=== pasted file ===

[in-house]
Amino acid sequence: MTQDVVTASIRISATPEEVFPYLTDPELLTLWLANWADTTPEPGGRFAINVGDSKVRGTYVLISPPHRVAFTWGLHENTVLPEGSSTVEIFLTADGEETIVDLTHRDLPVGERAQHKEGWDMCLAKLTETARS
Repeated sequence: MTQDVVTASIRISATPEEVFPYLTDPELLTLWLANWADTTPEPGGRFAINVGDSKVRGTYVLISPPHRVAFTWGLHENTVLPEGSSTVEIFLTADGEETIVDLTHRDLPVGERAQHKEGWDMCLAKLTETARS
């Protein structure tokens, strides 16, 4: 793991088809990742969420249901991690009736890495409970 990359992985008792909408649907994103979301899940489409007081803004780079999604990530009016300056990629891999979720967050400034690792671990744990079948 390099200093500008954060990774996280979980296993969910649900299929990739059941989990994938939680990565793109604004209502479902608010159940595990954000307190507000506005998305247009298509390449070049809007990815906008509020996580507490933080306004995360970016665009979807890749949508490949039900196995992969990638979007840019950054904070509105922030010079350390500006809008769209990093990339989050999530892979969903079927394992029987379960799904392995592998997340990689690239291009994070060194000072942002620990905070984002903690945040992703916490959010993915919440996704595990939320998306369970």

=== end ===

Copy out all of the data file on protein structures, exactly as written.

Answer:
[in-house]
Amino acid sequence: MTQDVVTASIRISATPEEVFPYLTDPELLTLWLANWADTTPEPGGRFAINVGDSKVRGTYVLISPPHRVAFTWGLHENTVLPEGSSTVEIFLTADGEETIVDLTHRDLPVGERAQHKEGWDMCLAKLTETARS
Repeated sequence: MTQDVVTASIRISATPEEVFPYLTDPELLTLWLANWADTTPEPGGRFAINVGDSKVRGTYVLISPPHRVAFTWGLHENTVLPEGSSTVEIFLTADGEETIVDLTHRDLPVGERAQHKEGWDMCLAKLTETARS
């Protein structure tokens, strides 16, 4: 793991088809990742969420249901991690009736890495409970 990359992985008792909408649907994103979301899940489409007081803004780079999604990530009016300056990629891999979720967050400034690792671990744990079948 390099200093500008954060990774996280979980296993969910649900299929990739059941989990994938939680990565793109604004209502479902608010159940595990954000307190507000506005998305247009298509390449070049809007990815906008509020996580507490933080306004995360970016665009979807890749949508490949039900196995992969990638979007840019950054904070509105922030010079350390500006809008769209990093990339989050999530892979969903079927394992029987379960799904392995592998997340990689690239291009994070060194000072942002620990905070984002903690945040992703916490959010993915919440996704595990939320998306369970």